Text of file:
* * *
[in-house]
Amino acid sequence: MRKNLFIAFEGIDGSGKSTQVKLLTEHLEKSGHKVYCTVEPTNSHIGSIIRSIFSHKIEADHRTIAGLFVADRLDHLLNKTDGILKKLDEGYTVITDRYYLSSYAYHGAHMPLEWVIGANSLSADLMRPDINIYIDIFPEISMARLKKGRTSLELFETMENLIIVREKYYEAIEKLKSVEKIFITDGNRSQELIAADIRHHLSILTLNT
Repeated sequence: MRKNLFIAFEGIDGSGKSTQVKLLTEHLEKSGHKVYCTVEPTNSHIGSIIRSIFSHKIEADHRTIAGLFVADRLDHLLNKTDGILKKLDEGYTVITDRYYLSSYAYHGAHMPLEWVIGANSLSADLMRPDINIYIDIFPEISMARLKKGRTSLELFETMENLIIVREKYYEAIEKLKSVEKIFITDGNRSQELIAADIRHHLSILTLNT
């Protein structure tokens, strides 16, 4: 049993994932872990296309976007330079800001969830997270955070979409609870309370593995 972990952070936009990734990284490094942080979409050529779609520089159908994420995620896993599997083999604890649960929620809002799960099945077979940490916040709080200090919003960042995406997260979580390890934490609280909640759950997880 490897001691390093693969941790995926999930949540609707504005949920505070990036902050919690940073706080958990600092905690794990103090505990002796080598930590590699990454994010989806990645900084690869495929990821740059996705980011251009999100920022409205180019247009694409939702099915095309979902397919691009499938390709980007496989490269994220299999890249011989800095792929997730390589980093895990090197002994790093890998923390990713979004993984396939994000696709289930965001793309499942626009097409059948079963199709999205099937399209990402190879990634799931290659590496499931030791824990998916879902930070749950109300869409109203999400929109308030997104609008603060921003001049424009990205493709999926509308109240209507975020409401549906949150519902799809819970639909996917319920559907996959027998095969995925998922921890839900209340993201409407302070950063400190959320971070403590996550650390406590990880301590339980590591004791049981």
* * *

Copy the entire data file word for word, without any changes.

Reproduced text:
[in-house]
Amino acid sequence: MRKNLFIAFEGIDGSGKSTQVKLLTEHLEKSGHKVYCTVEPTNSHIGSIIRSIFSHKIEADHRTIAGLFVADRLDHLLNKTDGILKKLDEGYTVITDRYYLSSYAYHGAHMPLEWVIGANSLSADLMRPDINIYIDIFPEISMARLKKGRTSLELFETMENLIIVREKYYEAIEKLKSVEKIFITDGNRSQELIAADIRHHLSILTLNT
Repeated sequence: MRKNLFIAFEGIDGSGKSTQVKLLTEHLEKSGHKVYCTVEPTNSHIGSIIRSIFSHKIEADHRTIAGLFVADRLDHLLNKTDGILKKLDEGYTVITDRYYLSSYAYHGAHMPLEWVIGANSLSADLMRPDINIYIDIFPEISMARLKKGRTSLELFETMENLIIVREKYYEAIEKLKSVEKIFITDGNRSQELIAADIRHHLSILTLNT
């Protein structure tokens, strides 16, 4: 049993994932872990296309976007330079800001969830997270955070979409609870309370593995 972990952070936009990734990284490094942080979409050529779609520089159908994420995620896993599997083999604890649960929620809002799960099945077979940490916040709080200090919003960042995406997260979580390890934490609280909640759950997880 490897001691390093693969941790995926999930949540609707504005949920505070990036902050919690940073706080958990600092905690794990103090505990002796080598930590590699990454994010989806990645900084690869495929990821740059996705980011251009999100920022409205180019247009694409939702099915095309979902397919691009499938390709980007496989490269994220299999890249011989800095792929997730390589980093895990090197002994790093890998923390990713979004993984396939994000696709289930965001793309499942626009097409059948079963199709999205099937399209990402190879990634799931290659590496499931030791824990998916879902930070749950109300869409109203999400929109308030997104609008603060921003001049424009990205493709999926509308109240209507975020409401549906949150519902799809819970639909996917319920559907996959027998095969995925998922921890839900209340993201409407302070950063400190959320971070403590996550650390406590990880301590339980590591004791049981």